Cool jazz, improvised theatre and European art in a college masquerading as an arts centre - but does it pay?
BACK IN the 1930s there was a passing fashion among designers of domestic goods to produce things that looked like something else: teapots that looked like telephones or biscuit tins in the form of a line of books. You could buy easy chairs disguised as ironing boards, or perhaps it was the other way round.
I was put in mind of some of these objects, now firmly on the upwardly mobile curve which leads from discarded junk to prized possession, when I attended a concert at the college recently. The occasion was part of what had become the college's annual festival of media and the arts. For a week every spring there are lectures, demonstrations, workshops, concerts, recitals (poetry as well as music), displays and exhibitions.
Events are organised for schools, for our own students and for the general public. They take place all over the patch, in libraries, restaurants and school halls, as well as in college facilities. They are heavily featured in local press and onthe radio.
What made me think of cigarette lighters masquerading as bananas was the reflection that, for a week at least, the college looked like an arts centre and my job was more like an impresario than a principal. Was there any tension between design and function? There is after all no point in having an umbrella, however cunningly shaped like a standard lamp it may be, if it lets the rain in. Sitting in the soft evening light, listening to the most sublime playing by an internationally reputed pianist of glorious pieces of the classical repertoire, I asked myself whether the college was still being true to its purposes. All the events in all the venues with all the people attending would still not generate a single unit of funding.
Not directly, that is. It's always possible, likely even, that people who come to the college for a spot of culture and go away with a warn glow, may think first and favourably of the college when it comes to signing-up for cake icing classes or basic welding. But the preparation and running of a festival which looks increasingly like a small-scale Edinburgh requires more of a commitment in time, energy and, yes, money than could be justified by some vague attempt at marketing.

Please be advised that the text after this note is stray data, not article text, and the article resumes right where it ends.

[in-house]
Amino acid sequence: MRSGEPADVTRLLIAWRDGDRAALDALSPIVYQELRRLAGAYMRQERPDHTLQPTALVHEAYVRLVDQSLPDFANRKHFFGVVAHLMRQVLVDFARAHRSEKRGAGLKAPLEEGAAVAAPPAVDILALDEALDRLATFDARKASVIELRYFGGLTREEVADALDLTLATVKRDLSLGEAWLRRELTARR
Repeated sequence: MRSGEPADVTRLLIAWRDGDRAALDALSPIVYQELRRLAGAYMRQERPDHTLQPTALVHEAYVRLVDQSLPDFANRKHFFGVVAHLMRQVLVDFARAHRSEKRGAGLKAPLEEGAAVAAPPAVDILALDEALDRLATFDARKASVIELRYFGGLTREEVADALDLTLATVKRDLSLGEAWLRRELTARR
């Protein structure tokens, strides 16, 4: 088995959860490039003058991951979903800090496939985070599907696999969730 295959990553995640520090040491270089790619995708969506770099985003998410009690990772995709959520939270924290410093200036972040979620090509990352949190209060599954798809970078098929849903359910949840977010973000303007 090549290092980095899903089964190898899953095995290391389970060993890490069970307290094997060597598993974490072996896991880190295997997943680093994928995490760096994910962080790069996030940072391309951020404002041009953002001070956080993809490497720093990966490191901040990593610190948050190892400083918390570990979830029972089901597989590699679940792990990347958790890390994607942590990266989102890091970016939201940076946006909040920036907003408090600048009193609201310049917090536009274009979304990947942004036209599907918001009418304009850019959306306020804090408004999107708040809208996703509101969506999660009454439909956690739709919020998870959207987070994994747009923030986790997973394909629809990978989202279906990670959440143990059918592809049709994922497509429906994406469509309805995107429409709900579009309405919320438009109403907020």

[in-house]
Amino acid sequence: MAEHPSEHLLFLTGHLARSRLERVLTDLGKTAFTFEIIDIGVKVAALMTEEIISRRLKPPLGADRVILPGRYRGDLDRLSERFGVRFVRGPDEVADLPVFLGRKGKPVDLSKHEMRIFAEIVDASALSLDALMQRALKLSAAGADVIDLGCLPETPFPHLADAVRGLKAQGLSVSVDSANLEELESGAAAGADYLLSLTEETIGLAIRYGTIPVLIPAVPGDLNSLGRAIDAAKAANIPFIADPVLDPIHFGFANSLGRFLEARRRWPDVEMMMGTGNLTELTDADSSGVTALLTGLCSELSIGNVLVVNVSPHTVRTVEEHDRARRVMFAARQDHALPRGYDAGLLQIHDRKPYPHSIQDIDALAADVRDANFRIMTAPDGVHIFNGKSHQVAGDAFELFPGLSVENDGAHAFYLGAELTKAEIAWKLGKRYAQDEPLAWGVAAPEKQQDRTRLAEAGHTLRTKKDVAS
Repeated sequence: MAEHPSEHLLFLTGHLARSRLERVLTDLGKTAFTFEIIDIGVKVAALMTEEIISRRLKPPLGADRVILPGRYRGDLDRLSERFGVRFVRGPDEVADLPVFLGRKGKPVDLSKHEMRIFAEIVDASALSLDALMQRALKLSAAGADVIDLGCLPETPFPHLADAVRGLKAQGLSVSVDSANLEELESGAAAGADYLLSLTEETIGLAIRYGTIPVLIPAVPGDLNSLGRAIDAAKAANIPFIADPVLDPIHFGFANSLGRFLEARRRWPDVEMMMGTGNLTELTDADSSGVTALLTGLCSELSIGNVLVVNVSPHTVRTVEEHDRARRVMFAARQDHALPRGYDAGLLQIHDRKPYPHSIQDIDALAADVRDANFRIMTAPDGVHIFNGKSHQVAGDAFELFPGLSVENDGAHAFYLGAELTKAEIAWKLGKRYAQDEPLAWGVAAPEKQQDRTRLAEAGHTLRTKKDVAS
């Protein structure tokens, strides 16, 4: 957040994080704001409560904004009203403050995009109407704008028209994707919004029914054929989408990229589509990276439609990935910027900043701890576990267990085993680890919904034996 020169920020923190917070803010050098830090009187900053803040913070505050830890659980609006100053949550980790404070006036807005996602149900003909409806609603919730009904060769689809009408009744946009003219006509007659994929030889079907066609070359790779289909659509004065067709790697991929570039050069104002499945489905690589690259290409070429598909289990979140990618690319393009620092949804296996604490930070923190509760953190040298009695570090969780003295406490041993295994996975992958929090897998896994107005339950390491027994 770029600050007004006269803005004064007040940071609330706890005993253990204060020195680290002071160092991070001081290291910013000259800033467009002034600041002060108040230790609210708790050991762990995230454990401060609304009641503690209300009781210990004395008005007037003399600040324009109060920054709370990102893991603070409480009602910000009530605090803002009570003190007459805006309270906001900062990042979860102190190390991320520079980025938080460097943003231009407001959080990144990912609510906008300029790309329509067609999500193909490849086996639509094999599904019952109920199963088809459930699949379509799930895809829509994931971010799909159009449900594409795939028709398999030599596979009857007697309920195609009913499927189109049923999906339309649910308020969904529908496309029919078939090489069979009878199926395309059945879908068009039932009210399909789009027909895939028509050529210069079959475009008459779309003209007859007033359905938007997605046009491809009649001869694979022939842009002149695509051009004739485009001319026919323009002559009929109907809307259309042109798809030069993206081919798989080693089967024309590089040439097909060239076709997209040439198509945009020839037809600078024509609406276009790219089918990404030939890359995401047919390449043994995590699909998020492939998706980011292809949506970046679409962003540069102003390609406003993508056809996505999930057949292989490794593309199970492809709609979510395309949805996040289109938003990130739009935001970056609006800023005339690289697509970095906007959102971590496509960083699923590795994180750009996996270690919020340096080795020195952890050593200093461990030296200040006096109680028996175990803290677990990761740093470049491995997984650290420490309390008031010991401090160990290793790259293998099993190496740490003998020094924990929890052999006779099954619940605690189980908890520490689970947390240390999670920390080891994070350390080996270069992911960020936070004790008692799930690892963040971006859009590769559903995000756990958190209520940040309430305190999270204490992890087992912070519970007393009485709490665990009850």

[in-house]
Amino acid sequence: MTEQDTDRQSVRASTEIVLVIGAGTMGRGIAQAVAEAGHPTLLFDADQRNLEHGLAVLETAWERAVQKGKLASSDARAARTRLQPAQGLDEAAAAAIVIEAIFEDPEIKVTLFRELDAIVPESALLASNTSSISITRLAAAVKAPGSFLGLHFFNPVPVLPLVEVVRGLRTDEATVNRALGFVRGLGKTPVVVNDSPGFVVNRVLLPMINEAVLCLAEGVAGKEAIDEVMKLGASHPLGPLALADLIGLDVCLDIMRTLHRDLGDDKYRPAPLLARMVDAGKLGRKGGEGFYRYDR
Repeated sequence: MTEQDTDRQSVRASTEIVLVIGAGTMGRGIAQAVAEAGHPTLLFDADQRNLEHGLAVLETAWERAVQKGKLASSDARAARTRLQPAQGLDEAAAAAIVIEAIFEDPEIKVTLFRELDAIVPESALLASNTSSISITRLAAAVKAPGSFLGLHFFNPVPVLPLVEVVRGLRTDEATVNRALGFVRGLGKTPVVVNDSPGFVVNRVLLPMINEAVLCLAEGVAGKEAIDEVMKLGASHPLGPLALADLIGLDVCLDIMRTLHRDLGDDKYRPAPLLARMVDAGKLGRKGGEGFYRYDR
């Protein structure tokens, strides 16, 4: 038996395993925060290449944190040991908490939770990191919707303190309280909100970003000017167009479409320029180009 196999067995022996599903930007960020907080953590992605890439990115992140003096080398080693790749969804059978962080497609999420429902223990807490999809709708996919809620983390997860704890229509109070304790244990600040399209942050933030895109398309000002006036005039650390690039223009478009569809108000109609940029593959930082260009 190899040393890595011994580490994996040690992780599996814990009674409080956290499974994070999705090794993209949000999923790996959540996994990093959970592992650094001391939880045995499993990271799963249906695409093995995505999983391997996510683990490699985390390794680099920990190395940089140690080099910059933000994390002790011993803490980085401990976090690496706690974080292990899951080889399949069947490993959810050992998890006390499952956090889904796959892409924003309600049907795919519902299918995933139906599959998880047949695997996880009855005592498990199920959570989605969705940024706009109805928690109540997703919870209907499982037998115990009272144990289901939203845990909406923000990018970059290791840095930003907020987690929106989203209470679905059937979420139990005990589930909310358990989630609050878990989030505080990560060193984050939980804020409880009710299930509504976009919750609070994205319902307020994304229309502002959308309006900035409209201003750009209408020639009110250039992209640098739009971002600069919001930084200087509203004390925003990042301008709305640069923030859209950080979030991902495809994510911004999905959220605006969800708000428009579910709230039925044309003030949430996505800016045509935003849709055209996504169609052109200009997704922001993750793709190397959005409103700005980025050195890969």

The fact is, of course, that there is a definition of education which goes some way beyond that which is called a lesson, or that which the state is ready to pay for. I'll stake good money that those who come to any of the festival events would reckon it as an experience which enriched, informed, brightened or stimulated their lives. That's not a bad summary of what education should do. And if they added that they had been at times shocked, startled and entertained, I'd settle for that, too.
None of it will merit a line in any auditor's report, and will probably be, at best, a footnote to an inspection summary. Pity that the sector has not developed any sort of community audit which could give an account of the positive things which a college does to enhance not just the narrowly defined educational life of the area, but the social and cultural aspects as well. Not just festivals and the like but maybe even Russian cosmonauts dropping in, which is already planned for later in the year. So much easier to count money, heads and certificates.
The point is that, if we didn't do this sort of thing, nobody else could. And that's probably true of our more obvious activities like providing an amazing variety of vocational education and training. As it happens "amazing variety" is the way that one of the visitors to the festival described the programme. She pointed to an evening's cool jazz as an accompaniment to a gourmet meal; a project to combine the artwork of schools in three European countries in a picture wall using new technology; a semi-improvised performance by a theatre company drawing together the literary traditions of India, Pakistan and Britain; and a showcase by our own performing arts students letting their hair down, their stays out, and their talent do the talking.
The students not only strutted their stuff in public performance, but learned a lot about how to organise, promote and manage a complex event, because they did a lot of it. That will help them towards their NVQs. So perhaps it was after all more recognisably educational than I thought when sitting rapt in Liszt. The sponsors must have agreed that there was indeed a close fit between college purpose and festival function: a variety of local and regional companies, councils and arts organisations tipped up enough cash to make sure that the net cost to the college was nil.
Michael Austin is principal of Accrington and Rossendale College